Tuesday, 11 August 2015

Book 62 of 2014: Classical Stories edited by Mike Ashley

I've been sharing reviews of the books I read last year in the run up to Christmas, but when I'm working my way through all the Christmas books I have on my Kindle I like to alternate between those and other books of a slightly less Christmassy flavour.

One of those that I read last December was Classical Stories which is a collection of short stories and extracts from longer works which feature the Greeks and Romans. I struggled to find this book online and from what I can work out is that it was originally sold as a pair of two books; Classical Stories and Classical Whodunnits. I got my copy on its own in the bookshop at Wemyss Bay. I always stop in there on the way through (when it's open) and I have a rule that if a book catches my eye and I don't buy it the first time I'm in there, if it's still there the next time I go, then I'll pick it up. This was one of those times.

As usually happens with collections of short stories, you can't help but enjoy some more than others. Out of the whole collection my two favourites were 'The Banquet of Death' and 'Fortunatus'. They were two of the stories set in the earlier period, on the whole I enjoyed the earlier ones over the later ones.

I did like the fact that the stories in this book are arranged chronologically from time period when they are set. I know pretty much nothing about the Greeks and Romans so this was perfect for me because it meant I didn't have to adjust to different time periods, or flick back and forth between the Greeks and the Romans.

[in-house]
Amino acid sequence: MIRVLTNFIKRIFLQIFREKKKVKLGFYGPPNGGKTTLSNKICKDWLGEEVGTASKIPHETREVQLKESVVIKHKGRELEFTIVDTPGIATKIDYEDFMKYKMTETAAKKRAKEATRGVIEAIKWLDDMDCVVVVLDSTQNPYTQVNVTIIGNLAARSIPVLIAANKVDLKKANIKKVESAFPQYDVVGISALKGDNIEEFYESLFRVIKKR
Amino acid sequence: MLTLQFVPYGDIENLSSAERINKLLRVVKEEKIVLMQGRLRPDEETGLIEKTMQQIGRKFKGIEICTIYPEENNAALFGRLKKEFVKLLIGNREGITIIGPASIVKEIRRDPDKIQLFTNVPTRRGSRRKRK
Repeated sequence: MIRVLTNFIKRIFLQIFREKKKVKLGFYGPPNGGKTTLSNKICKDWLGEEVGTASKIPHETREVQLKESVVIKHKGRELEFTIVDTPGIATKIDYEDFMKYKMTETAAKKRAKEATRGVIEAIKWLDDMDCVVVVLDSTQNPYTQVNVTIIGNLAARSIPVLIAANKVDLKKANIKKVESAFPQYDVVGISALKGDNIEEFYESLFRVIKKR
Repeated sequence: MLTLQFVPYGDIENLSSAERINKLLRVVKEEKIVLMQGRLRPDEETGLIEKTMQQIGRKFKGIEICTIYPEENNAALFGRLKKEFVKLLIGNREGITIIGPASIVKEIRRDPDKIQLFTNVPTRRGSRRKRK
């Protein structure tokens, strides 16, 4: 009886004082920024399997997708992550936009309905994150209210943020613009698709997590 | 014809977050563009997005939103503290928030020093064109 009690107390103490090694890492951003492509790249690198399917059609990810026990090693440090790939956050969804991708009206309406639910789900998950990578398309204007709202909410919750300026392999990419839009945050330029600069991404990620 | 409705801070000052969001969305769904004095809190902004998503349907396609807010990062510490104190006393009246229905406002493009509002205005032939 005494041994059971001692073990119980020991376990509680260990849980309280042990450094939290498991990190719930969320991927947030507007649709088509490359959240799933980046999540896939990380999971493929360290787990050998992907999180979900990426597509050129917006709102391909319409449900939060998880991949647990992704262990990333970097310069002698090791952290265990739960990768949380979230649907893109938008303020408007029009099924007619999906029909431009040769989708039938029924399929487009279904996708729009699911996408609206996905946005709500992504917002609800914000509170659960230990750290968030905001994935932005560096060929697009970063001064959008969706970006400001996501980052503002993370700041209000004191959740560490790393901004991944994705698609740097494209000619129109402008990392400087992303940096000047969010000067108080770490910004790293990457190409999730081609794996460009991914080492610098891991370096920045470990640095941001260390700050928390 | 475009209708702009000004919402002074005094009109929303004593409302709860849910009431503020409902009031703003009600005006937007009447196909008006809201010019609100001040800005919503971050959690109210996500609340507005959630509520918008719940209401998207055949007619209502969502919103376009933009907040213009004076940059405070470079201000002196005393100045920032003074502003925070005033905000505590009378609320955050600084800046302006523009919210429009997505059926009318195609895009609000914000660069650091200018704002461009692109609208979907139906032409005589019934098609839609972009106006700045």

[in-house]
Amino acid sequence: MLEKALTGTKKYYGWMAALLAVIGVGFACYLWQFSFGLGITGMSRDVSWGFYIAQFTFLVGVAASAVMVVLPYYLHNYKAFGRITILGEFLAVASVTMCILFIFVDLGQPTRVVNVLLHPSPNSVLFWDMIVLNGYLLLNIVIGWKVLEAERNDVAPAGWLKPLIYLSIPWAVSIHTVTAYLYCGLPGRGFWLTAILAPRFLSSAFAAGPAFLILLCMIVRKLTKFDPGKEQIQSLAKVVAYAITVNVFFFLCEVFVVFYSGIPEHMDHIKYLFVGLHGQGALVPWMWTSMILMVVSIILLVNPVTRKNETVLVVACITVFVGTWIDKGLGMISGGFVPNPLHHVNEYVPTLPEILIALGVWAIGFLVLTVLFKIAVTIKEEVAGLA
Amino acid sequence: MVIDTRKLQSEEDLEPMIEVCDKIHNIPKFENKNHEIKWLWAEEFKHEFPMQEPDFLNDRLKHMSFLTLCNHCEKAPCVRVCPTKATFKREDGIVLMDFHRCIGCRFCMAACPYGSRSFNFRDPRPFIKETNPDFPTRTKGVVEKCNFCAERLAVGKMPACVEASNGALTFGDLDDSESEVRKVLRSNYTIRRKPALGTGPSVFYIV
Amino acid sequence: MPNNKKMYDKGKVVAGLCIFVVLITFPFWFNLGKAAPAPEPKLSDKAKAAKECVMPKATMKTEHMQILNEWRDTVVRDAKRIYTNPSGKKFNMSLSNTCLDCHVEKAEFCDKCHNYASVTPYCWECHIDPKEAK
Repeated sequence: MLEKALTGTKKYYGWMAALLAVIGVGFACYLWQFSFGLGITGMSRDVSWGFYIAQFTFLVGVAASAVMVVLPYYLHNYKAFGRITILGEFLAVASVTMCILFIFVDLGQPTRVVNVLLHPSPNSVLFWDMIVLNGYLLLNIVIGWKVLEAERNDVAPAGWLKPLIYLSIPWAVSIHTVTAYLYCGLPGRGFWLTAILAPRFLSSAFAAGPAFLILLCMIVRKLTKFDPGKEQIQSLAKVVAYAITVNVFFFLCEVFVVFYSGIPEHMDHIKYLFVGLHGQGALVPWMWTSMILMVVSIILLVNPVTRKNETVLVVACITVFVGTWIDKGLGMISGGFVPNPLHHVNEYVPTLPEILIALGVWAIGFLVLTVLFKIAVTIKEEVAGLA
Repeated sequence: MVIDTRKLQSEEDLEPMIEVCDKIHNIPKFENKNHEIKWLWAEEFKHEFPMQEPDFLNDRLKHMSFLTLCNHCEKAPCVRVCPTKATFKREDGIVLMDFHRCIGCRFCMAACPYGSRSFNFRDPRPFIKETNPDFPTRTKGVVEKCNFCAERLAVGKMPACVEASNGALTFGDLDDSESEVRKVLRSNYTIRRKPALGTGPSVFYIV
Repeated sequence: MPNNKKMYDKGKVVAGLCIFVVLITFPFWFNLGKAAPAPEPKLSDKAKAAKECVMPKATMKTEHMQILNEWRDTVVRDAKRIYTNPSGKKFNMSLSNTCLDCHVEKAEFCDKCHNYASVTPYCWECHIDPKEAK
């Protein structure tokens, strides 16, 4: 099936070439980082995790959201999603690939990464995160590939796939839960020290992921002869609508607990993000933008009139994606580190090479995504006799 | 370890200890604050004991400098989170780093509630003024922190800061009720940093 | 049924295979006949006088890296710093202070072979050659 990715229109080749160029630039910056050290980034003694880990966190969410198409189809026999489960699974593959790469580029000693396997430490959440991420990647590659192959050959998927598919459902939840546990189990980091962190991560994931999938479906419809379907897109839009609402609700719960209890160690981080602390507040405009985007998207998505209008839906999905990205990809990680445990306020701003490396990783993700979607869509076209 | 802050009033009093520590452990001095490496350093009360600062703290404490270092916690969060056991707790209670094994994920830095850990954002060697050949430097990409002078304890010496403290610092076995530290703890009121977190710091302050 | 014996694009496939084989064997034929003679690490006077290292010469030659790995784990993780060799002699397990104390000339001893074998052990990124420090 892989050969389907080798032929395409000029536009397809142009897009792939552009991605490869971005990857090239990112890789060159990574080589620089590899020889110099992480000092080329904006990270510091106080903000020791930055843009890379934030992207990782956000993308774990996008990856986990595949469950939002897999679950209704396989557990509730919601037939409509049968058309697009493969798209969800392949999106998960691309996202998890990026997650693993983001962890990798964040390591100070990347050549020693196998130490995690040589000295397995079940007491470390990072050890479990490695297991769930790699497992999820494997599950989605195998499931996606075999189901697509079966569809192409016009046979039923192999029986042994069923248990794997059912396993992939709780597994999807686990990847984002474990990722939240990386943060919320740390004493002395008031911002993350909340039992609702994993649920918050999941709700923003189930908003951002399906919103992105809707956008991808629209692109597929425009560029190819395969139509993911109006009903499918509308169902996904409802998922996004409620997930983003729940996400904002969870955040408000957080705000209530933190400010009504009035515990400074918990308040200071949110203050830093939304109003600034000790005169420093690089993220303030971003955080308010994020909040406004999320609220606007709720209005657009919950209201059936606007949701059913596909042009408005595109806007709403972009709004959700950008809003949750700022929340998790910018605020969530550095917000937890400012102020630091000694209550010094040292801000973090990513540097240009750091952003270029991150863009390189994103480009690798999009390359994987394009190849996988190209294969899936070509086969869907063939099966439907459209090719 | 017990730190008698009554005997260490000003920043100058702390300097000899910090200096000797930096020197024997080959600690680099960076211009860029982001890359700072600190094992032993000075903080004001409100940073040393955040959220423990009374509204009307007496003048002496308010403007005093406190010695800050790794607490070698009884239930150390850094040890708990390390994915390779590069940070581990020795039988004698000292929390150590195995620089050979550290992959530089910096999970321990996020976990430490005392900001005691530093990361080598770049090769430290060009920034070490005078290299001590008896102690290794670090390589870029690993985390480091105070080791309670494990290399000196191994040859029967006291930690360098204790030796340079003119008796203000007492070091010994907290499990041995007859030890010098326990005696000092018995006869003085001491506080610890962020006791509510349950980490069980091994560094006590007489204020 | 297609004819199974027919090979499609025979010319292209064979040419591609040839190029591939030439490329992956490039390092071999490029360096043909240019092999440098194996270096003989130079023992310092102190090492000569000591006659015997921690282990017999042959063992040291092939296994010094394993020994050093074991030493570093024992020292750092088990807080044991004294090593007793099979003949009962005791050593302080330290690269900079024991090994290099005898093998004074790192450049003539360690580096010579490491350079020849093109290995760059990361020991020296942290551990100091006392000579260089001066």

It was also really handy to have an introduction to each story. This served to set the scene, introduce the characters in the story (if they were real people) or historical facts that were relevant to the story. It also helped to introduce the author of each story. I appreciated this because I don't think there was a single author that I was actually familiar with. It was interesting to know whether the stories were a departure from their usual writing genre, or if the story was part of a larger collection.

I'm definitely going to watch out for a copy of Classical Whodunnits so I can read the companion book in the future.


  1. Sounds like a book that's right up my alley. :-)

    1. I'd say it's a must read for anyone interesting in Greek or Roman life, myths and legends. I struggled with it in places but only because it's not something I read very often.


Let me know what you think. :-)